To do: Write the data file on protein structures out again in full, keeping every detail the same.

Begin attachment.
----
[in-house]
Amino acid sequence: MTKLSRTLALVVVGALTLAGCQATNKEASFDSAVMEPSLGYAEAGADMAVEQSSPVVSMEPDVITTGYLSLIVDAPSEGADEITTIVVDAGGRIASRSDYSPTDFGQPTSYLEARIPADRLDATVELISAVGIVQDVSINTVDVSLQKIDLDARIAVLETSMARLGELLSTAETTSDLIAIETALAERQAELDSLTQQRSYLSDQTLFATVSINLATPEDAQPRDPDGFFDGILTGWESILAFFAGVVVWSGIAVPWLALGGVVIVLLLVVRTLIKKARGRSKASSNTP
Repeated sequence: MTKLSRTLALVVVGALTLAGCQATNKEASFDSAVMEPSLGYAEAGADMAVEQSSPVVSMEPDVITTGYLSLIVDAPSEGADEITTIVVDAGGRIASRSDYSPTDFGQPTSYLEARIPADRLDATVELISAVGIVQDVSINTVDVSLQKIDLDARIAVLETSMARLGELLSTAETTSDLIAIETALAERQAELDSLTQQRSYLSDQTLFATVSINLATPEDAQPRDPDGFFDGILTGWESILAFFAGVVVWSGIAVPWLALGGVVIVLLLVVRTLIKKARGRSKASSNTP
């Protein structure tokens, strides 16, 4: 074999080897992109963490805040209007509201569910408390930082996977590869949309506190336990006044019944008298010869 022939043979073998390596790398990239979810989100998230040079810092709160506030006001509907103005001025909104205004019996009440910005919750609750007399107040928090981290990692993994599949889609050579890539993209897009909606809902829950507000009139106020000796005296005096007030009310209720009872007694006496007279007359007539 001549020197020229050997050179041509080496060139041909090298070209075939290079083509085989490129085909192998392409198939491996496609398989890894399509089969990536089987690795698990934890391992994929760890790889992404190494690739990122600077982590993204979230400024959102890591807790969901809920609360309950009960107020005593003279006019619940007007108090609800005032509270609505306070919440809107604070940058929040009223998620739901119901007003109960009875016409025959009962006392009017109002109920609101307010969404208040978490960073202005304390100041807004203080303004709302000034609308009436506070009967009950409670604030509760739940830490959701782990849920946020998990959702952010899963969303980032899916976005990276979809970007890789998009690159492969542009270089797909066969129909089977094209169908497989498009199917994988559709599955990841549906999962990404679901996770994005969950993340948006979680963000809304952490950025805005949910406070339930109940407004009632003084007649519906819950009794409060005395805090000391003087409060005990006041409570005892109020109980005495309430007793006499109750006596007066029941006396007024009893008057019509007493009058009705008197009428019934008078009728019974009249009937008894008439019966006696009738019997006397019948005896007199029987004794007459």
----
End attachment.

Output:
[in-house]
Amino acid sequence: MTKLSRTLALVVVGALTLAGCQATNKEASFDSAVMEPSLGYAEAGADMAVEQSSPVVSMEPDVITTGYLSLIVDAPSEGADEITTIVVDAGGRIASRSDYSPTDFGQPTSYLEARIPADRLDATVELISAVGIVQDVSINTVDVSLQKIDLDARIAVLETSMARLGELLSTAETTSDLIAIETALAERQAELDSLTQQRSYLSDQTLFATVSINLATPEDAQPRDPDGFFDGILTGWESILAFFAGVVVWSGIAVPWLALGGVVIVLLLVVRTLIKKARGRSKASSNTP
Repeated sequence: MTKLSRTLALVVVGALTLAGCQATNKEASFDSAVMEPSLGYAEAGADMAVEQSSPVVSMEPDVITTGYLSLIVDAPSEGADEITTIVVDAGGRIASRSDYSPTDFGQPTSYLEARIPADRLDATVELISAVGIVQDVSINTVDVSLQKIDLDARIAVLETSMARLGELLSTAETTSDLIAIETALAERQAELDSLTQQRSYLSDQTLFATVSINLATPEDAQPRDPDGFFDGILTGWESILAFFAGVVVWSGIAVPWLALGGVVIVLLLVVRTLIKKARGRSKASSNTP
């Protein structure tokens, strides 16, 4: 074999080897992109963490805040209007509201569910408390930082996977590869949309506190336990006044019944008298010869 022939043979073998390596790398990239979810989100998230040079810092709160506030006001509907103005001025909104205004019996009440910005919750609750007399107040928090981290990692993994599949889609050579890539993209897009909606809902829950507000009139106020000796005296005096007030009310209720009872007694006496007279007359007539 001549020197020229050997050179041509080496060139041909090298070209075939290079083509085989490129085909192998392409198939491996496609398989890894399509089969990536089987690795698990934890391992994929760890790889992404190494690739990122600077982590993204979230400024959102890591807790969901809920609360309950009960107020005593003279006019619940007007108090609800005032509270609505306070919440809107604070940058929040009223998620739901119901007003109960009875016409025959009962006392009017109002109920609101307010969404208040978490960073202005304390100041807004203080303004709302000034609308009436506070009967009950409670604030509760739940830490959701782990849920946020998990959702952010899963969303980032899916976005990276979809970007890789998009690159492969542009270089797909066969129909089977094209169908497989498009199917994988559709599955990841549906999962990404679901996770994005969950993340948006979680963000809304952490950025805005949910406070339930109940407004009632003084007649519906819950009794409060005395805090000391003087409060005990006041409570005892109020109980005495309430007793006499109750006596007066029941006396007024009893008057019509007493009058009705008197009428019934008078009728019974009249009937008894008439019966006696009738019997006397019948005896007199029987004794007459």